New claims for Pandemic Unemployment Assistance also dropped; to 59,234 from the previous week.

Total claims fell to 1,086,031 from 1,455,908 the week of April 26-May 2.

Officials said a total of 1,428,775 initial claims have been filed since the week ending March 7 when the COVID-19 job losses began.

So far, the number of people filing for unemployment benefits is 810,538; officials said 545,178 individuals who have filed an initial claim have been paid.

“Since the COVID-19 crisis began in early March, Employment Security has sent $2.14 billion into the pockets of more than half a million Washingtonians,” said Employment Security Commissioner Suzi LeVine. “This makes an enormous difference to those individuals and their families, and we are humbled to be able to provide these services in such a critical time.”

Not everyone who has filed has received unemployment benefits, however, LeVine added.

“There are approximately 57,000 who are waiting because there are issues with their claims we are working to resolve,” she said.

“Getting those Washingtonians their benefits is our agency’s top priority. We are doubling down on activities already underway to reach our goal of getting all of those claims in adjudication resolved or paid by June 15,” LeVine said, and she noted that the agency will be posting more information on the department’s website in the coming days.

Budget takes a hit

The COVID-19 pandemic will may result in a huge hit to the city’s budget, Bainbridge Island officials said Tuesday.

In a briefing on the expected economic impact of the coronavirus pandemic on city revenues, City Manager Morgan Smith told the council that the city’s most current forecast estimates that general fund revenues — the pot of money that pays for police, planning and most city services — will decline by $4.5 million this year.

There is a bright side, however, Smith said.

Because of budgeting policies set following the Great Recession, the city has a stout reserve and available fund balance (the accumulation of revenues minus expenditures) that will help the city bridge most of the budget gap.

“This is really a success story for the community,” Smith said.

The city’s financial footing has been built to withstand shocks, though “nobody has been planning for circumstances like what we have today,” she added.

“This is work that we have been doing for more than five years to be ready for a downturn, and that leaves us with more latitude for making choices,” Smith said.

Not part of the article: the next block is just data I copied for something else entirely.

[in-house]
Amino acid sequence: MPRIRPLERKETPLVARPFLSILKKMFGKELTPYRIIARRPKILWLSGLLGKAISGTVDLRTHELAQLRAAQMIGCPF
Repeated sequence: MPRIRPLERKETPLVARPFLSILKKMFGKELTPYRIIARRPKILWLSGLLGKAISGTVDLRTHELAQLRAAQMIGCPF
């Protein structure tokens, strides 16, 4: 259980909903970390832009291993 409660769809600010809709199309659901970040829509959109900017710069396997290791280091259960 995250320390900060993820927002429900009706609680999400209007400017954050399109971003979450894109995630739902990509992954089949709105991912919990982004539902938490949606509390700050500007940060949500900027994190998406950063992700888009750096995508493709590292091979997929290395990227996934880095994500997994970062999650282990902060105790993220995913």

“Where we need to start is the last economic downturn,” Smith told the council. “In this community, in this city organization, that had a really devastating impact. And coming out of that, what the community conveyed, and what council reinforced and what city staff have implemented in the time since then, is that we did not want to be in that position again — that we wanted to have a city that made financial planning and forecasting and a long range perspective a priority.”

“We wanted Bainbridge Island to build a boat that was more seaworthy, and maybe even more seaworthy than what other boats might be,” Smith explained.

That effort has taken at least three two-year budget cycles.

Bainbridge Island isn’t facing the same financial challenges that other cities are currently are, Smith said, for a number of reasons.

“Not every city is the same,” she added. “It is without a doubt the case that all cities, all businesses, all households are experiencing really important and significant impacts to their economic plans.”

In Bainbridge’s case, the city does not have a high reliance on hotel/motel taxes, and what revenue it does get there, it uses for grants to promote tourism, Smith said.

Likewise, the city’s sales tax base is different, as well.

Bainbridge also doesn’t take in user fees like cities that also finance parks and recreation departments do.

Public safety costs are lower than other cities, as the fire department is a separate agency and not an internal component of city hall spending. Public safety costs aren’t something, Smith noted, that can easily be ramped up and down: “It’s not a dial you can easily turn.”

And though personnel costs are typically 70 percent of the general fund, Bainbridge currently has a high level of staff vacancies, some of which have been left unfilled intentionally over the past several months.

Another upside, Smith said: “Our debt levels are very low, in other cities that may be very different.”

In general, Smith said city’s primary revenue sources are typically stable and less vulnerable to downturns.

Bainbridge is currently forecasting a 15 to 20 percent decrease in general fund revenues for 2020.

“Our revenues are very uncertain but definitely less than we had planned,” Smith said.

Forecasting into the future — for the budget years of 2021 and 2022 — is much different.

But having an ample available fund balance gives the city time to make thoughtful decisions, Smith said, as opposed to running into a wall at top speed.

“We know that our insight into the remainder of this year right now is nearly zero. We’re into the fog bank at this point. But we will know a lot more in two months, three months, six months.”

Offsetting the revenue loss of $4.5 million are costs savings through staff vacancies that total $1.3 million, plus additional cost savings through other decisions that are pegged at $1.4 million.

That leaves a gap of $1.8 million.

Bainbridge, however, will end the year with a fund balance of $12.7 million, which includes reserves of roughly $8 million and the additional fund balance of $4.7 million.

The estimated gap of $1.8 million amounts to about 15 percent of the available reserves and fund balance, Smith said.

Industries experiencing the highest number of initial claims during April 26-May 2 were healthcare and social assistance businesses (10,272 initial claims, down 789 initial claims, or 7 percent, from the previous week); retail trade: (8,489 initial claims, a decline of 1,908 initial claims, or 19 percent, from the previous week); and accommodation and food services businesses (8,435 initial claims, a drop of 1,614 initial claims, or 16 percent, from the previous week).